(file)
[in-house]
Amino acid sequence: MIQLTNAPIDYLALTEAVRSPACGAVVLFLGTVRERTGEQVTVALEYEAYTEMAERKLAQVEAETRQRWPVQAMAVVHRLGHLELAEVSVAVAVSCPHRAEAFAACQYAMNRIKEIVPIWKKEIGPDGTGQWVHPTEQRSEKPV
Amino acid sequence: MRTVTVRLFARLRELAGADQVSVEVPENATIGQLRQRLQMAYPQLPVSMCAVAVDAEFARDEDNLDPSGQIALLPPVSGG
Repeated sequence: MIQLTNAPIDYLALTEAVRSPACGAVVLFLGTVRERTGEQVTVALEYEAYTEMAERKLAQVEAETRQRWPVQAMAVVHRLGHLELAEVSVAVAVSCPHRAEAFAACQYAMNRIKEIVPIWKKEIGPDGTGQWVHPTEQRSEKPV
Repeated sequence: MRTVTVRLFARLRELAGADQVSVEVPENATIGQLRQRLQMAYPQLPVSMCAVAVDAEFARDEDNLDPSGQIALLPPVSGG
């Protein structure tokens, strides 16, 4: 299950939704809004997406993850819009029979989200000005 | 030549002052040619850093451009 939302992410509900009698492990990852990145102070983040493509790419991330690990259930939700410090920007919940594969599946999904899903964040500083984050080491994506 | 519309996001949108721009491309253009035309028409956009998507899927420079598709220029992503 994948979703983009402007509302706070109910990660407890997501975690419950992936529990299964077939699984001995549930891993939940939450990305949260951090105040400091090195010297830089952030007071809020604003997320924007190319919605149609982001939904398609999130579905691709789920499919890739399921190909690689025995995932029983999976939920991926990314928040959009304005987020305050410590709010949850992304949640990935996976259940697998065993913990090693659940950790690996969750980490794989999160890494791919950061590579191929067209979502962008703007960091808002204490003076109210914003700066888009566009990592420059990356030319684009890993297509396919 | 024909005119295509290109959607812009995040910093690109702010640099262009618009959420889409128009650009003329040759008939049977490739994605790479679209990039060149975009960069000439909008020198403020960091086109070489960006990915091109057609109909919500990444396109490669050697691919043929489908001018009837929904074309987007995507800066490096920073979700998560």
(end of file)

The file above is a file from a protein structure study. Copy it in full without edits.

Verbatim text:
[in-house]
Amino acid sequence: MIQLTNAPIDYLALTEAVRSPACGAVVLFLGTVRERTGEQVTVALEYEAYTEMAERKLAQVEAETRQRWPVQAMAVVHRLGHLELAEVSVAVAVSCPHRAEAFAACQYAMNRIKEIVPIWKKEIGPDGTGQWVHPTEQRSEKPV
Amino acid sequence: MRTVTVRLFARLRELAGADQVSVEVPENATIGQLRQRLQMAYPQLPVSMCAVAVDAEFARDEDNLDPSGQIALLPPVSGG
Repeated sequence: MIQLTNAPIDYLALTEAVRSPACGAVVLFLGTVRERTGEQVTVALEYEAYTEMAERKLAQVEAETRQRWPVQAMAVVHRLGHLELAEVSVAVAVSCPHRAEAFAACQYAMNRIKEIVPIWKKEIGPDGTGQWVHPTEQRSEKPV
Repeated sequence: MRTVTVRLFARLRELAGADQVSVEVPENATIGQLRQRLQMAYPQLPVSMCAVAVDAEFARDEDNLDPSGQIALLPPVSGG
């Protein structure tokens, strides 16, 4: 299950939704809004997406993850819009029979989200000005 | 030549002052040619850093451009 939302992410509900009698492990990852990145102070983040493509790419991330690990259930939700410090920007919940594969599946999904899903964040500083984050080491994506 | 519309996001949108721009491309253009035309028409956009998507899927420079598709220029992503 994948979703983009402007509302706070109910990660407890997501975690419950992936529990299964077939699984001995549930891993939940939450990305949260951090105040400091090195010297830089952030007071809020604003997320924007190319919605149609982001939904398609999130579905691709789920499919890739399921190909690689025995995932029983999976939920991926990314928040959009304005987020305050410590709010949850992304949640990935996976259940697998065993913990090693659940950790690996969750980490794989999160890494791919950061590579191929067209979502962008703007960091808002204490003076109210914003700066888009566009990592420059990356030319684009890993297509396919 | 024909005119295509290109959607812009995040910093690109702010640099262009618009959420889409128009650009003329040759008939049977490739994605790479679209990039060149975009960069000439909008020198403020960091086109070489960006990915091109057609109909919500990444396109490669050697691919043929489908001018009837929904074309987007995507800066490096920073979700998560």